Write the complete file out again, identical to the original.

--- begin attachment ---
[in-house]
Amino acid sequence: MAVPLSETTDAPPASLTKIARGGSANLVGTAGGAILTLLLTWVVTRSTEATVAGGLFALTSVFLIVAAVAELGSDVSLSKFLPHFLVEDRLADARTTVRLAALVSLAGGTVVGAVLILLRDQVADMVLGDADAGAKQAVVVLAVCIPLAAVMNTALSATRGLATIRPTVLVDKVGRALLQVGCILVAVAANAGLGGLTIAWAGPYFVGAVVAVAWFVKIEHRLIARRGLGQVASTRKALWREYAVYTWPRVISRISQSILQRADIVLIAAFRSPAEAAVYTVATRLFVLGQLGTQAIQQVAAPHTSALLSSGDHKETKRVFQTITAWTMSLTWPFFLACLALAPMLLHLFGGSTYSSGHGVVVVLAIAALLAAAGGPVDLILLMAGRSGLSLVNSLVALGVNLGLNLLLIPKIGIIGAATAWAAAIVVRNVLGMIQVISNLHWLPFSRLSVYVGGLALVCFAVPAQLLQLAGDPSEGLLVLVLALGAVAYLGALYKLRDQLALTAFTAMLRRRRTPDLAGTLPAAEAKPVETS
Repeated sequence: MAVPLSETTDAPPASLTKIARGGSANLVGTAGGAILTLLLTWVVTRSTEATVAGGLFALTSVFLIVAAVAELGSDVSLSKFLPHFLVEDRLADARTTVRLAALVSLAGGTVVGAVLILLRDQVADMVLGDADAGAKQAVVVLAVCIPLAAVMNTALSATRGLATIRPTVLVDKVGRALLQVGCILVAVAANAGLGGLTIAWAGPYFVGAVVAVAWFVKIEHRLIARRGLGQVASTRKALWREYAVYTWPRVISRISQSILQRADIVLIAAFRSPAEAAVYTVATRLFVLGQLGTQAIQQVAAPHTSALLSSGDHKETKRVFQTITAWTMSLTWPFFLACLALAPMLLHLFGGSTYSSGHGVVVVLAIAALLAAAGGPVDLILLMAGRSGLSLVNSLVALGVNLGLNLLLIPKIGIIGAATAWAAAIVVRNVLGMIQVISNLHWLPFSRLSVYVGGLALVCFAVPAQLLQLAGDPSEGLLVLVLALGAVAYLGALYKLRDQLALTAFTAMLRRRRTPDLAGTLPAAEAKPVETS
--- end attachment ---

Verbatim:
[in-house]
Amino acid sequence: MAVPLSETTDAPPASLTKIARGGSANLVGTAGGAILTLLLTWVVTRSTEATVAGGLFALTSVFLIVAAVAELGSDVSLSKFLPHFLVEDRLADARTTVRLAALVSLAGGTVVGAVLILLRDQVADMVLGDADAGAKQAVVVLAVCIPLAAVMNTALSATRGLATIRPTVLVDKVGRALLQVGCILVAVAANAGLGGLTIAWAGPYFVGAVVAVAWFVKIEHRLIARRGLGQVASTRKALWREYAVYTWPRVISRISQSILQRADIVLIAAFRSPAEAAVYTVATRLFVLGQLGTQAIQQVAAPHTSALLSSGDHKETKRVFQTITAWTMSLTWPFFLACLALAPMLLHLFGGSTYSSGHGVVVVLAIAALLAAAGGPVDLILLMAGRSGLSLVNSLVALGVNLGLNLLLIPKIGIIGAATAWAAAIVVRNVLGMIQVISNLHWLPFSRLSVYVGGLALVCFAVPAQLLQLAGDPSEGLLVLVLALGAVAYLGALYKLRDQLALTAFTAMLRRRRTPDLAGTLPAAEAKPVETS
Repeated sequence: MAVPLSETTDAPPASLTKIARGGSANLVGTAGGAILTLLLTWVVTRSTEATVAGGLFALTSVFLIVAAVAELGSDVSLSKFLPHFLVEDRLADARTTVRLAALVSLAGGTVVGAVLILLRDQVADMVLGDADAGAKQAVVVLAVCIPLAAVMNTALSATRGLATIRPTVLVDKVGRALLQVGCILVAVAANAGLGGLTIAWAGPYFVGAVVAVAWFVKIEHRLIARRGLGQVASTRKALWREYAVYTWPRVISRISQSILQRADIVLIAAFRSPAEAAVYTVATRLFVLGQLGTQAIQQVAAPHTSALLSSGDHKETKRVFQTITAWTMSLTWPFFLACLALAPMLLHLFGGSTYSSGHGVVVVLAIAALLAAAGGPVDLILLMAGRSGLSLVNSLVALGVNLGLNLLLIPKIGIIGAATAWAAAIVVRNVLGMIQVISNLHWLPFSRLSVYVGGLALVCFAVPAQLLQLAGDPSEGLLVLVLALGAVAYLGALYKLRDQLALTAFTAMLRRRRTPDLAGTLPAAEAKPVETS